Monday, March 26, 2012

Maui Farmer's Union Meeting 2/28/12 - Cooking with Taro

Chef Susan Teton and Penny Levin talked about taro at last month's Maui Farmer's Union meeting on 2/28/12.


The video is below, and for those who can't access youtube (I did find out that some people cannot access youtube), I have included a rough transcription. 






Chef Susan Teton is speaking:

Penny picked 11 varieties of taro, steamed it, and peeled it. The best time to peel taro is when it’s still warm, not cold

Taro is an amazing local, cultural food.

Taro that I grew a while ago - I don't know the variety!
It may be bun-lun or one that's white inside
(and has dark leaves with purple veins). 


Susan still speaking: We made taro egg salad with Molokai sweet potatoes, celery, Maui onion - all local except for the vegenaise.

We made venison stew  - getting the bones from Lokahi Sylva, we boiled the bones for 36 hours, added the meat, added the taro the morning of the meeting (meeting was at 6:30 pm)  – cooked it for 2-3 hours. The taro gets a gravy-like soft consistency. We added Maui onion, chayote squash, local carrots, etc.

Susan: When I made the broth, it’s important to cook it as long as you can and add some salt. I use fresh local herbs, thyme, oregano, basil, celery, onions, rosemary. The broth was fantastic, you'll agree. I think the herbs had a lot to do with the broth.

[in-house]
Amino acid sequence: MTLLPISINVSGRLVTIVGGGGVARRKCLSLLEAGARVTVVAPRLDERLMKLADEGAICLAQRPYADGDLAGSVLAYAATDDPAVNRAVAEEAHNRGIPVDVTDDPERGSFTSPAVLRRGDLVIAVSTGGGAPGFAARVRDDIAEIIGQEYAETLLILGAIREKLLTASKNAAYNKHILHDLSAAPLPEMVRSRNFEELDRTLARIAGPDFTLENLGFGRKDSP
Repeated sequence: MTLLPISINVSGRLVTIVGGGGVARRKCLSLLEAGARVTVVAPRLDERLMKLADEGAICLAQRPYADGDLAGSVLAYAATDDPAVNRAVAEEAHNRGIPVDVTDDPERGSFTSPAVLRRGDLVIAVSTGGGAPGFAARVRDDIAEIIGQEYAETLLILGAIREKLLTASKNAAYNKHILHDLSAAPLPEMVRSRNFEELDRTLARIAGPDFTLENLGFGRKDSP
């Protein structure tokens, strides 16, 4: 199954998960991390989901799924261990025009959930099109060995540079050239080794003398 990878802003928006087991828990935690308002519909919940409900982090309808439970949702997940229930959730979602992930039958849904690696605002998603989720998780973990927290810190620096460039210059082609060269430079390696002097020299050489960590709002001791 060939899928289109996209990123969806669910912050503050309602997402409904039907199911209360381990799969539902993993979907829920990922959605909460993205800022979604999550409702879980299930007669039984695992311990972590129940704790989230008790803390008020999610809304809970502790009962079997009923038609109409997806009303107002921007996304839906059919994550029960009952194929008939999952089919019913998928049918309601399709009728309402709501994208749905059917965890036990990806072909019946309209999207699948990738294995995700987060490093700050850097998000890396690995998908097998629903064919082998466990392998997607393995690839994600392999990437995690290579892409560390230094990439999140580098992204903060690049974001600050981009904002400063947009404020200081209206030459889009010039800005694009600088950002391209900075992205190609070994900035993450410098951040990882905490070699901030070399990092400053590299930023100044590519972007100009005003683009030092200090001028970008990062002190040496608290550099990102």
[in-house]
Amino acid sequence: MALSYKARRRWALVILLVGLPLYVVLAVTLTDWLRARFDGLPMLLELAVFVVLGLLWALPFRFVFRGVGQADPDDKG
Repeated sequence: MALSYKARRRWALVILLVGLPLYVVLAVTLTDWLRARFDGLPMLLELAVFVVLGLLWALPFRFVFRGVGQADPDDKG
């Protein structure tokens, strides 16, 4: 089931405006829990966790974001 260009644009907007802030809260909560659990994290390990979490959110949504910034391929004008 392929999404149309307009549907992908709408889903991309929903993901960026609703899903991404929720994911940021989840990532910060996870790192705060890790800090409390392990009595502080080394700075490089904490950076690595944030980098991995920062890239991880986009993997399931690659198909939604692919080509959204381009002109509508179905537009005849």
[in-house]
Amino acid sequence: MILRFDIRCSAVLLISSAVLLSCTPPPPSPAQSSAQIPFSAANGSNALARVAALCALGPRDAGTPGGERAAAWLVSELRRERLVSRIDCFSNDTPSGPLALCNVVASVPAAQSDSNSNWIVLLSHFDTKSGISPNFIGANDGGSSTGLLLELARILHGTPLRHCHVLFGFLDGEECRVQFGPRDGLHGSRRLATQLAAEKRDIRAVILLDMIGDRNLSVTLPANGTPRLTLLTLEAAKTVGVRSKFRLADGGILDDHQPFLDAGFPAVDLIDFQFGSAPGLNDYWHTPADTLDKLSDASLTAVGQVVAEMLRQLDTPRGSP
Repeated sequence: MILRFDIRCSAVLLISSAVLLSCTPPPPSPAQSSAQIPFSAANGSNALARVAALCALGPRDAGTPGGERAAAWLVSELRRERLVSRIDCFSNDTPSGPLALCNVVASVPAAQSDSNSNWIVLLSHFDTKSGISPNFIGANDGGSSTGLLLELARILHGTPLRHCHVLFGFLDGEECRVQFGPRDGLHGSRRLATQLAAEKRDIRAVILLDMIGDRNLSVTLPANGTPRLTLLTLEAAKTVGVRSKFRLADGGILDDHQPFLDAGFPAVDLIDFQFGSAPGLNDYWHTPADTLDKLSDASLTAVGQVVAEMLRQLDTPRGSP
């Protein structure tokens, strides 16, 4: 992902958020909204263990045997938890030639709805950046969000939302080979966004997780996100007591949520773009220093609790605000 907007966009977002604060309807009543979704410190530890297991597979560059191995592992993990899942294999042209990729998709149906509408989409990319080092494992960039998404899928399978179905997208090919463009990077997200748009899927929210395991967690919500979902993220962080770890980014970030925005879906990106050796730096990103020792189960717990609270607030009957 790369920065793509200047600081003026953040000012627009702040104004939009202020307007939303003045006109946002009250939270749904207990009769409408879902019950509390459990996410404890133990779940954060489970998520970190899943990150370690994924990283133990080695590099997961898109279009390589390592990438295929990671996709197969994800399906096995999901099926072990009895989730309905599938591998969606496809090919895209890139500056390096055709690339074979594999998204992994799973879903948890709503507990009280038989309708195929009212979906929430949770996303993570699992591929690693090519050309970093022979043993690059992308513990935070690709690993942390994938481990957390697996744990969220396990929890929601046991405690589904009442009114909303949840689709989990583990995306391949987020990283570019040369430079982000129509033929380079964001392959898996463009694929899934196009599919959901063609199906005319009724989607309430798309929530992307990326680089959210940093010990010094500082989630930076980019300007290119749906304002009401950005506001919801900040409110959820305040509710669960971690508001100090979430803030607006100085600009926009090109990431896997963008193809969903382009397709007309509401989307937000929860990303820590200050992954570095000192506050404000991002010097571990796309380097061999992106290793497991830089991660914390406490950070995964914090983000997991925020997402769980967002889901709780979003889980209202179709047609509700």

Penny: Mostly in the store, you’ll get 1 variety of taro,  bun-long, which has a white tuber with purple flecks.

In our dishes, we used all Hawaiian varieties; they have different colors, consistencies, tastes.

Ask for different varieties in the store, to encourage stores to carry them.

There are still 50 + Hawaiian varieties out there still.

Some of them you’ll have to work w/ when hot, as they are very hard, solid taros, others are really light like the Lehua variety, and others when they are cool. They make all kinds of great dishes.

Susan: I like to make cooking with taro simple. I get my taro, steam and cook it, wait till it cools down a bit, peel it, and put it in the fridge.

It lasts for a few days, then it’s really simple. Refrigerated taro keeps really well.

I cut some taro into cubes and put it in the fridge for 3-4 days. It worked really well for a salad we made at a retreat..

Keep it simple. Step one: cook the taro, peel, and put in the fridge. Next step: add the cooked taro to recipes. It's good in a stir-fry. 

If you’re curious, come to the next meeting. You can ask Penny what varieties she used in those dishes last month. (Meeting is tomorrow: 6:30 pm at the Pukalani Community Center, above the pool, bring a potluck dish to share, open to the public, free).

By the way, Maui Farmer’s Union is NOT the same as the Maui Farm Bureau, which has a dubious reputation among true farmers. 




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